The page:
Our theme for the month of February is “color.”
I’ve started reading my friends’ color auras. The first was pink.
Pink was the first color of life on earth. So says the Smithsonian. It makes sense that the first cry of color in the world would be pink as a baby’s tongue.
An aura is just an impression of a color I associate with a person, and it’s not real aura-reading, probably. It’s not a sixth sense or anything. I was painting in watercolors practically before I could talk, and the habits of pigments are as familiar to me as the accents of my family.
The auras don’t change like a mood ring. Sometimes, they are more than one color simultaneously, though.
I turned to my friend in Uncle Cheetah’s Soup Shop one Saturday night in December, when we were both sober as the sulky sleet coming down outside. I said, “You have a pink and gold aura.”
She laughed. She has a thoroughly unique laugh, a grapefruit-in-champagne laugh—bubbles, bite, and class. It’s kind of her signature. If I was any good at imitations, I wouldn’t try to imitate her voice, I would do her laugh. Laughter is a pink sound if ever there was one.
Apparently, “pink noise” is a real thing similar to “white noise.” The color of sound is determined not by people doing mushrooms as one might expect, but by how the energy of the sound is distributed over frequencies or how “even” the noise sounds to our human ear. Pink noise is supposedly everything from the lap of waves to heartbeats. It has an ebb and flow. White noise, in comparison, is a steady hum. Do the frequencies of these sounds somehow correlate to the spectrum of light? Or is there a scientist somewhere listening to hours and hours of ceiling fans and gently falling rain before pronouncing, “sounds fuchsia to me”? I think the latter.
That’s kind of how I come up with auras. My friend with the pink and gold aura wanted to know what those colors meant. “It’s just a feeling,” I said. But I tried to parse out the pieces of her that made her pink and gold.
As far as I can tell, here’s how you read an aura:
- Determine the energy of the person, like with sound. Low energy people are on the cold side of the spectrum. High-energy people are warm. My friend hums with an energy of innocent secrets and goodwill; she reflects it into rooms; she warms conversations by telling stories.
- Liberally apply filters of association and cultural symbolism. Pink and white are the colors of innocence, of girls, of love. My friend is the kind of girl that wears floral dresses and drinks her coffee sweet. She is always in love or about to be.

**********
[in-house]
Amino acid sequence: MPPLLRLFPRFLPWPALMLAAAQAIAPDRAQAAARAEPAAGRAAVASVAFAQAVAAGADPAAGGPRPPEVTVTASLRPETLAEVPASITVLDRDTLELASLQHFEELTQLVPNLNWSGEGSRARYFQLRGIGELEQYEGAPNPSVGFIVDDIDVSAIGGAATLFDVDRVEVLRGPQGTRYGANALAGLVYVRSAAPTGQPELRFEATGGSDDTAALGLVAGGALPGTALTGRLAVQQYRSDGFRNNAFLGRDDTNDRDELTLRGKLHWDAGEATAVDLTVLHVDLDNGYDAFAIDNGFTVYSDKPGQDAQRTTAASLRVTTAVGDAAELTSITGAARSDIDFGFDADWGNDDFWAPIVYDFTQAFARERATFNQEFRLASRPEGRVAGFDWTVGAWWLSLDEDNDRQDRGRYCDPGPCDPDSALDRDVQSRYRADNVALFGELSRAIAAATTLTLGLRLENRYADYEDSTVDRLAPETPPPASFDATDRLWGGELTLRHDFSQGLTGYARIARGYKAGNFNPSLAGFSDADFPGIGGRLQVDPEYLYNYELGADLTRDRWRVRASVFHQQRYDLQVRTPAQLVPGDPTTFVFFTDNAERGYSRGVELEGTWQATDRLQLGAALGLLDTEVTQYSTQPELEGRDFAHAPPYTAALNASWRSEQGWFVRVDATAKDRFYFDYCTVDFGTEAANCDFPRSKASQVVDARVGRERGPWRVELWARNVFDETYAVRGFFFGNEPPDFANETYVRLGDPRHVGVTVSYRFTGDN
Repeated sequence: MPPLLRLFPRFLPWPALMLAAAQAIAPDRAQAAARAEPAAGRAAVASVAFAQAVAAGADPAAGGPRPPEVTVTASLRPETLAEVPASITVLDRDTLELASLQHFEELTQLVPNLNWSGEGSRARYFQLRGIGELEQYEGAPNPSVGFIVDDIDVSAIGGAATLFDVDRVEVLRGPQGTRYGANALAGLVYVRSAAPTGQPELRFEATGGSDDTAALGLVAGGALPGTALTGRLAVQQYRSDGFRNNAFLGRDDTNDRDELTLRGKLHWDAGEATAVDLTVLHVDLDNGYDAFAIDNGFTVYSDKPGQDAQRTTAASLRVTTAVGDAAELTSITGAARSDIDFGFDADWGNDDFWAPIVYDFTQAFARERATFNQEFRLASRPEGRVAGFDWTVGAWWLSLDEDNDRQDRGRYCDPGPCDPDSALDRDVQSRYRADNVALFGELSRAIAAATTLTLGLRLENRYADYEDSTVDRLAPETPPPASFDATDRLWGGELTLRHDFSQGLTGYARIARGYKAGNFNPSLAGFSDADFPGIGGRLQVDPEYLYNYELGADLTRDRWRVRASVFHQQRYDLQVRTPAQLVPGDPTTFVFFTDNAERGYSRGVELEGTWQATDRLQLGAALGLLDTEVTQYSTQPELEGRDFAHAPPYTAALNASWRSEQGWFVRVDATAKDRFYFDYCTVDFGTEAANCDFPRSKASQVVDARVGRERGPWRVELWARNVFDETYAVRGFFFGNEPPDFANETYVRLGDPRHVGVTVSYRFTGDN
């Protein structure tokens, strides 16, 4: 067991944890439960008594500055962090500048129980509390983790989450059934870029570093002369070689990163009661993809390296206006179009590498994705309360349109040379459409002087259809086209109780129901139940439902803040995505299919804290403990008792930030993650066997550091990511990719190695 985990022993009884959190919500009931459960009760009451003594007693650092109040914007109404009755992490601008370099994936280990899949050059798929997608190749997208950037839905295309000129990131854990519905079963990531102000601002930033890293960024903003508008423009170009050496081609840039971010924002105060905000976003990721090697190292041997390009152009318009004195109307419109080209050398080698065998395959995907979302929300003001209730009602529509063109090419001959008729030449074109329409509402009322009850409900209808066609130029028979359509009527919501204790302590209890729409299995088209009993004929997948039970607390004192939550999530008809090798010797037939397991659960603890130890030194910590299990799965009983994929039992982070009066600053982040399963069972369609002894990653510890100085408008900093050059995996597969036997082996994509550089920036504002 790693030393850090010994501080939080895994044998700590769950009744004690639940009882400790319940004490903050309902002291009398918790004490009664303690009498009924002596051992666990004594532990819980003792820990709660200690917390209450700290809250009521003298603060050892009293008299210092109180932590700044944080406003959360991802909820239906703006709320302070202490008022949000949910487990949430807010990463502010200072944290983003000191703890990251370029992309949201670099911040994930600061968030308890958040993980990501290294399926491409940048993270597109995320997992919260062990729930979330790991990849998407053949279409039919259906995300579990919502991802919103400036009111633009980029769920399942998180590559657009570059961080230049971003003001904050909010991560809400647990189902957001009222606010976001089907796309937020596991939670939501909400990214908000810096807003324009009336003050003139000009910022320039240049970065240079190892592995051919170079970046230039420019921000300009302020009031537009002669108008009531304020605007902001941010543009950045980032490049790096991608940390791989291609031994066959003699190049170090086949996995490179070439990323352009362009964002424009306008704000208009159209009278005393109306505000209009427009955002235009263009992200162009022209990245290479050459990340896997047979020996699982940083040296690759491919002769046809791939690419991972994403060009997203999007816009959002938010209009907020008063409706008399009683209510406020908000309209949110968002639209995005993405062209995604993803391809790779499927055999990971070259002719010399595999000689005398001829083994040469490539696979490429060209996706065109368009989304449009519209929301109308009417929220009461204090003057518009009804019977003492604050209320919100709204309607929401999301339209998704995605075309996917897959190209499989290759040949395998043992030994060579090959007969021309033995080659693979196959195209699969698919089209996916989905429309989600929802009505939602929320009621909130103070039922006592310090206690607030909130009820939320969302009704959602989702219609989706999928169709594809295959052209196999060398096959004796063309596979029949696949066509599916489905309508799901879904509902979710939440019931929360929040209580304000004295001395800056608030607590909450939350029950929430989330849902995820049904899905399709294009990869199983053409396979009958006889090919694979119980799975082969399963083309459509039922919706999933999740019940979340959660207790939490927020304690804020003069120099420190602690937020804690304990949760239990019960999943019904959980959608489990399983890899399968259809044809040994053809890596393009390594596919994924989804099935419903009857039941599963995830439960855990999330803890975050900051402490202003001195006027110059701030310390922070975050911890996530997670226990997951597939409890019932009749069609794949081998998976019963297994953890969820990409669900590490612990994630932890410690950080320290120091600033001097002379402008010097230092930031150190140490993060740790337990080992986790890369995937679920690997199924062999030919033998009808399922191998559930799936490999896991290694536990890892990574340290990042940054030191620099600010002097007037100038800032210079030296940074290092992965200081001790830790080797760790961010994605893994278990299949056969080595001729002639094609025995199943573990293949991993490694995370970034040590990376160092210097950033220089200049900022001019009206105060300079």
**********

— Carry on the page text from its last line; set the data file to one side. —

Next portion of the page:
She made a big deal out of a flippant compliment. We’re all kind of obsessed with who we might be perceived to be. I can’t go a week without hearing about the Enneagram or getting baited into letting Buzzfeed guess which Avenger I would marry based on my shampoo scent preferences. The aura thing is just another way I participate in this need to name and be named.
Pink, at least in watercolor painting, is not a saturated color like yellow ochre. That’s the color I would want for an aura because you can’t erase graphite from underneath it. Most watercolor pigments will let you erase your pencil outline. Not Yellow Ochre. Bright, ancient, and stubborn—that’s what I want to be.
Pink is a hint of something probably from ochre, bark, or beetles mixed with a lot of white paint and water. My friend is not a saturated person; she is becoming. We all are. We pull subtle hues into ourselves from our friends and environments. Every time we are told something about ourselves it means something; we mix it in. Which is why I think at least eighty percent of personality test results are aspirational.
I was inevitably teased into telling some of my other friends their auras.
“That’s such a witchy thing to say,” they said.
It’s a running gag that I am of otherworldly origins or hobbies. I protest, but I’m playing into it with the whole aura thing. I am delighted to be odd. I live into their names and categories for me.
We’re a fairly independent bunch, our generation. But love being told our Hogwarts House and Myers-Briggs type. We want to be known. Moreover, we want to be explained.
Maybe it is because we all moved away from home just when we were getting interesting. So, the folks who raised us never really got a chance to see the “real” us.
As an artist, the desire to be known is tied up in the desire to know. Expression and exploration are linked.
The pink color in lobsters and other shellfish comes from astaxanthin, a pigment in their shells which turns pink in response to being boiled for consumption.
As I write about my friends, am I activating their astaxanthin—some bright pigment that bubbles to the surface in the energy of observation? Do I crack them open, looking for the meat of their stories?
That’s the temptation with writing, painting, and the rest of the stuff you are supposed to do in life: there’s a part of the job that is literally reducing and flattening—turning people into things. I don’t want to be the kind of artist that crushes people like beetles until they bleed colors for me to use. But I might be.
Emily Stroble is a writer of bits and pieces and is distractedly pursuing lots of novel ideas and nonfiction projects as inspiration strikes. As an editorial assistant at Zondervan, she helps put the pieces of children’s books and Bibles together. A lover of the ridiculous, inexplicable, and wondrous as well as stories of all kinds, Emily enjoys getting lost in museums, movies old and new, making art, the mountains of Colorado, and the unsalted oceans near Grand Rapids. Her movie reviews also appear in the Mixed Media section of The Banner and her strange little stories of the fantastic are on the Calvin alumni fiction blog Presticogitation. Her big dream is to dig her hands deep into the soil of making children’s books as an editor…and to finally finish her children’s novel.